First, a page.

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Recently, Google Security blog protocol usage statistics Transport Layer Security (TLS) grew to more than 96% of total traffic seen by the Chrome browser on Chrome OS. The blog post also highlights an important goal: enable TLS by default for Google products and services to ensure that TLS works properly.
Gmail already supports the TLS protocol, so it's more secure if a simple Mail Transfer Protocol (SMTP) mail connection can be secured via TLS. However, to encourage more organizations to increase their email security, and to further our goal of enabling TLS by default, Google has made the following changes:
- TLS connection for email will be enabled by default
- Admins can now test their SMTP outbound mail routing configuration in the Admin console prior to deployment. They no longer need to wait for notification messages.
While administrators can always require TLS encryption for mail routes at any time, it was previously disabled by default. Note that existing mail routes will not be affected by these changes.
Why it’s important
Google always recommends that administrators enable existing mail security features, including SPF, DKIM, and DMARC, to help protect end users. Google also recommends that administrators enable MTA Strict Transport Security (MTA-STS), which improves Gmail security by requiring encryption and authentication checks for email sent to their domain. Enabling TLS by default on new SMTP mail routes strengthens the client's security layer and allows administrators to test connections before enforcing TLS on existing routes making it easy for them to deploy new SMTP mail routes. security policy best practices.
This change will not affect previously created mail routes.
TLS is enabled by default on all new mail routes
With TLS enabled by default for new mail routes, all certificate validation requirements are also enabled by default. This ensures that the recipient server has a certificate issued to the correct server that has been signed by a trusted Certificate Authority (CA). See more details on how we changed the requirements for trusted CAs below.
Admins can still customize their TLS security settings on newly created mail routes. For example, if mail is forwarded to a third-party mail server or to a mail server that is hosting an internal CA certificate, the administrator may need to disable CA certificate validation. It is not recommended to disable CA certificate validation or even disable TLS altogether. We encourage admins to check their TLS SMTP configuration in the Admin Console to authenticate TLS connections to their mail servers before disabling any suggested validations. See more details on how to test TLS connections in the Admin console.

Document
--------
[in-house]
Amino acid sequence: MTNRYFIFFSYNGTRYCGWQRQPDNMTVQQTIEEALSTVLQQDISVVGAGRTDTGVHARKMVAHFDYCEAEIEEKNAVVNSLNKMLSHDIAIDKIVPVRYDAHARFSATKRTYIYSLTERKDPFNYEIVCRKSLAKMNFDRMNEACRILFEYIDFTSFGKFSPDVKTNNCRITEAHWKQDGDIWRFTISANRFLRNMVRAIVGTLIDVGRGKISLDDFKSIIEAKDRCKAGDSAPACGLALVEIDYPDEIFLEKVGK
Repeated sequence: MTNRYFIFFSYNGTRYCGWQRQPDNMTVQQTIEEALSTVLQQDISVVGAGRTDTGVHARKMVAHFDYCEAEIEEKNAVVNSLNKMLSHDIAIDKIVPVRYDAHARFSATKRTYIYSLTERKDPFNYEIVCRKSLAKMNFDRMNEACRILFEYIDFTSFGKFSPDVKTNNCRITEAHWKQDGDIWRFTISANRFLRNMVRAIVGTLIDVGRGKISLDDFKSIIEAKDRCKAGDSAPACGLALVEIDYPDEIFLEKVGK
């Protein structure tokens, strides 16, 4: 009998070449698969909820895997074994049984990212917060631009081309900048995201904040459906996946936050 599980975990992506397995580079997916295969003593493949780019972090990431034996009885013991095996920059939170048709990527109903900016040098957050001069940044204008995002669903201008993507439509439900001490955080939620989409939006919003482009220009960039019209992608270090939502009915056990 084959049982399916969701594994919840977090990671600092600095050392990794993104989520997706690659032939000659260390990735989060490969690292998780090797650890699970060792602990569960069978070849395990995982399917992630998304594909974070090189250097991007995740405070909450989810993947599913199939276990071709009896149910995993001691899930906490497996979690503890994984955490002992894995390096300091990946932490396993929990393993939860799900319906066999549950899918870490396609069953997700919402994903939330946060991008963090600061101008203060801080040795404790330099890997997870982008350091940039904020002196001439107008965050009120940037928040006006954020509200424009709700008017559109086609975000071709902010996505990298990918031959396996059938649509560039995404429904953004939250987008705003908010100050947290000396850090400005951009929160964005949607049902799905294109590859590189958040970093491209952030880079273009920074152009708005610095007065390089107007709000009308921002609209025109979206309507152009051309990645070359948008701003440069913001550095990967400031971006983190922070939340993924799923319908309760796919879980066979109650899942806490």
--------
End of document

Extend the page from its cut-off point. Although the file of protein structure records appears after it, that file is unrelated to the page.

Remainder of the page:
Certification bodies don't trust Gmail
In the past, the Google Security Blog has highlighted cases where Chrome no longer trusts root CA certificates used to intercept traffic on the public internet, and Chrome doesn't trust specific CAs.
If these scenarios happen in the future, these certificates will also be distrusted by Gmail. When this happens, messages sent using TLS-encrypted routes that enforce certificates signed by the CA may bounce if the CA is no longer trusted. While the list of root certificates trusted by Gmail can be retrieved from the Google Trust Services repository, we encourage admins to use the Check TLS Connection feature in the admin console to confirm whether the certificate has been distrusted.
Check TLS connection in Admin console
Admins can now use the new TLS Connection Test feature to verify if a mail route can successfully establish a TLS connection with full authentication to any destination such as a mail server on-premise or third-party mail forwarding, before enforcing TLS for it.
Set up TLS
TLS will be ON by default for all new mail routes. We recommend that administrators review all their existing routes and also enable all recommended TLS security options for these routes.
Check TLS Connection
Admins who want to request a secure TLS connection for email can now verify that the connection to the recipient's mail server is valid simply by clicking the Test TLS Connection button in the Dashboard for administrators; they no longer need to wait for emails to bounce.
See more about rrequires mail to be routed over a secure connection (TLS) and add routing in the Help Center.
All certificate validations are now enabled by default when creating new TLS-compliant settings.
TLS and all certificate validations are now enabled by default when creating a new mail route.
End users: There is no setup for the end user.
- Rapid and Scheduled Release: Extended rollout (potentially longer than 15 days for feature exposure) starting April 2, 2020
- All G Suite customers